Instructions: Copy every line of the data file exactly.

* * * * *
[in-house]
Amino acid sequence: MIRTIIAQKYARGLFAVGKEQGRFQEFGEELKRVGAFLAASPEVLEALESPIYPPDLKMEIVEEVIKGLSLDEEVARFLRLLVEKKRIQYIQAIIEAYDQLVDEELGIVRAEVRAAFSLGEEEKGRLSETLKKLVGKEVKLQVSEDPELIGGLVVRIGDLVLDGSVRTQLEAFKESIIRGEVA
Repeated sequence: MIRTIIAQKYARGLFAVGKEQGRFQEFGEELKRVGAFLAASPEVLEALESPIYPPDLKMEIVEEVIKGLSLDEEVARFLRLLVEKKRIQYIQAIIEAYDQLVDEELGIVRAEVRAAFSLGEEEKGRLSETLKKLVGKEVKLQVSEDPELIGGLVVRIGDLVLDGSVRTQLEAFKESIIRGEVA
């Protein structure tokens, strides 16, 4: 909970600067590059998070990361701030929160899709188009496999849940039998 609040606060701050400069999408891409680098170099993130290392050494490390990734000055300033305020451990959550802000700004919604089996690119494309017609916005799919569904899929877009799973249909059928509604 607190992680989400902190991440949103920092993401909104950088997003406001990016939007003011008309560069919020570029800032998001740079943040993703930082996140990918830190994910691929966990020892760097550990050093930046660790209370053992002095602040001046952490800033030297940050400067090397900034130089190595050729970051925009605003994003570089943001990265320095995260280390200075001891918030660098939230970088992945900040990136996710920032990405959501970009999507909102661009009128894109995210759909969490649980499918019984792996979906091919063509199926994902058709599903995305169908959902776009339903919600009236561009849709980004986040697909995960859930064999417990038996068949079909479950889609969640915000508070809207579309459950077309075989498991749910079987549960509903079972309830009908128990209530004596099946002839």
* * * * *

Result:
[in-house]
Amino acid sequence: MIRTIIAQKYARGLFAVGKEQGRFQEFGEELKRVGAFLAASPEVLEALESPIYPPDLKMEIVEEVIKGLSLDEEVARFLRLLVEKKRIQYIQAIIEAYDQLVDEELGIVRAEVRAAFSLGEEEKGRLSETLKKLVGKEVKLQVSEDPELIGGLVVRIGDLVLDGSVRTQLEAFKESIIRGEVA
Repeated sequence: MIRTIIAQKYARGLFAVGKEQGRFQEFGEELKRVGAFLAASPEVLEALESPIYPPDLKMEIVEEVIKGLSLDEEVARFLRLLVEKKRIQYIQAIIEAYDQLVDEELGIVRAEVRAAFSLGEEEKGRLSETLKKLVGKEVKLQVSEDPELIGGLVVRIGDLVLDGSVRTQLEAFKESIIRGEVA
């Protein structure tokens, strides 16, 4: 909970600067590059998070990361701030929160899709188009496999849940039998 609040606060701050400069999408891409680098170099993130290392050494490390990734000055300033305020451990959550802000700004919604089996690119494309017609916005799919569904899929877009799973249909059928509604 607190992680989400902190991440949103920092993401909104950088997003406001990016939007003011008309560069919020570029800032998001740079943040993703930082996140990918830190994910691929966990020892760097550990050093930046660790209370053992002095602040001046952490800033030297940050400067090397900034130089190595050729970051925009605003994003570089943001990265320095995260280390200075001891918030660098939230970088992945900040990136996710920032990405959501970009999507909102661009009128894109995210759909969490649980499918019984792996979906091919063509199926994902058709599903995305169908959902776009339903919600009236561009849709980004986040697909995960859930064999417990038996068949079909479950889609969640915000508070809207579309459950077309075989498991749910079987549960509903079972309830009908128990209530004596099946002839």